American Wagyu Association Profile

On March 14th, 1990, breeders and consumers alike came together to form the American Wagyu Association as a way to promote and protect Wagyu beef and the cattle breeds that it is sourced from. Headquartered at the University of Idaho Research Park, the American Wagyu Association continues to grow its membership base, while they also continue to grow and expand the promotional work they do to educate consumers and the general public about the incredible high-quality of Wagyu beef. Along with this, they also work to keep the industry of beef cattle farming healthy and alive in the U.S., specifically in regards to the breeds of Japanese cattle from which one will find Wagyu beef.

Because Wagyu beef is known to be the best beef that money can buy, we wanted to give a short profile in regards to the American Wagyu Association, especially since their work is pertinent for keeping the Wagyu industry in America alive and well.

 

Origin of Wagyu Beef in America

Before we dive into the discussion of the American Wagyu Association, we thought it would be helpful to share some information in regards to what Wagyu beef even is, as well as how it found its way into the American culinary scene. First, the name “Wagyu” is actually meant to refer to all Japanese beef cattle, with “Wa” meaning Japan and “gyu” meaning cow. However, the different names of Wagyu beef that you will typically see actually refer to the specific Japanese region that the cattle is raised, such as Kobe, Matsusaka Ushi, and Ohmi. Also, every type of Wagyu actually originates from four different Japanese cattle breeds, namely the Japanese Black, the Japanese Brown, the Japanese Polled, and the Japanese Shorthorn; however, the legendary Wagyu that is so commonly referred to is notably known as Kuroge Washu Wagyu, which is also the black breed that makes up the majority of both Japan’s and America’s Wagyu beef.  

While Japan has historically allowed minimal export of their Wagyu beef, they have rarely allowed any exporting of their actual cattle. Despite Japan’s strict regulations restricting the exporting of any Japanese cattle, for about 20 years beginning in 1975, Japan actually allowed the export of a small number of its prized cattle. During this time period, American cattle breeders imported a select number of Japanese cattle, which were mostly the black cattle breed known as Kuroge Washu. From this point on, there has been a select few cattle farmers in America that are regulated and certified to raise 100% fullblood Wagyu beef cattle, as well as several crossbreeds.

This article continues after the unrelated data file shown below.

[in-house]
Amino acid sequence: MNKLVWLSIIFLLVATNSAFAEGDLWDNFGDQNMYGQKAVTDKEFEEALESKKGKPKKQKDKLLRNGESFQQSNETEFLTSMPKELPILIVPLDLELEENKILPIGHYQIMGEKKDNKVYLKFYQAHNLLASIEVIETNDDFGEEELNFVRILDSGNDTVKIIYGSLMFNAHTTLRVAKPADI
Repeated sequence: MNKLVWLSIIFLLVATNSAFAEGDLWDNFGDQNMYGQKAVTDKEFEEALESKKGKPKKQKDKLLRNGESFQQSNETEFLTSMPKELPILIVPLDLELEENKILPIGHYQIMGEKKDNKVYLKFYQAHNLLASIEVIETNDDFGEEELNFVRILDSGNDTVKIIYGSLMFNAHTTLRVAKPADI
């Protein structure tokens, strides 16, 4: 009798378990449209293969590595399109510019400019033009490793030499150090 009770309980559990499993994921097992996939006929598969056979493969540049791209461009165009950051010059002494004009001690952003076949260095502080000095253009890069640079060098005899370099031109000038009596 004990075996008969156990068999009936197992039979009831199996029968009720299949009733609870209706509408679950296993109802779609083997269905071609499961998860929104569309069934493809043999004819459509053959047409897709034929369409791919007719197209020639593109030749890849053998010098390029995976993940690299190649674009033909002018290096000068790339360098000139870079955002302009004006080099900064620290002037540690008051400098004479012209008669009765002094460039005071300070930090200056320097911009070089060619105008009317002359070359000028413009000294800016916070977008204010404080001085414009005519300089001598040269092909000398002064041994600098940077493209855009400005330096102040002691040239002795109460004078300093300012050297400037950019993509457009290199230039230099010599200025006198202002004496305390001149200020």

The Arrival of the American Wagyu Association

Due to the strict grading system surrounding Wagyu beef, as well as the delicate and detailed raising techniques used to produce quality Wagyu beef, the American Wagyu Association was formed to further both of these vital aspects of the process. Along with this, the American Wagyu Association wanted to advertise the superiority of Wagyu across America. When it comes to outreach, the American Wagyu Association focuses on educating consumers about the extraordinary attributes of Wagyu beef, such as the high degree of marbling, which produces a buttery texture and rich flavor unlike any other beef you have ever tried. Beyond that, they also provide details regarding the actual health benefits and nutritional qualities that Wagyu has over other beef cuts, such as much of the fat being “monounsaturated,” which has actually been found to be the healthy type of fat for our bodies. Because of these incredible qualities, the American Wagyu Association has made it a top priority to educate consumers about Wagyu.

While the main purpose of the American Wagyu Association has been focused on spreading information and promoting Wagyu throughout the meat industry in the United States, especially for health-conscious meat consumers, it also works to develop a sustainable industry to ensure proper raising of cattle and grading of Wagyu. For example, since the USDA grading guidelines do not typically grade meat that is of such high-quality, especially in regards to marbling content, they have worked to educate the industry and consumers about the Japanese Meat Grading Association and their standards of grading Wagyu since they have a long history of assessing Wagyu beef.

Due to the important and passionate work done by the American Wagyu Association, more Americans than ever before know about the impeccability of Wagyu, while also being able to trust that the Wagyu they find within the United States will have the superior quality that is promised.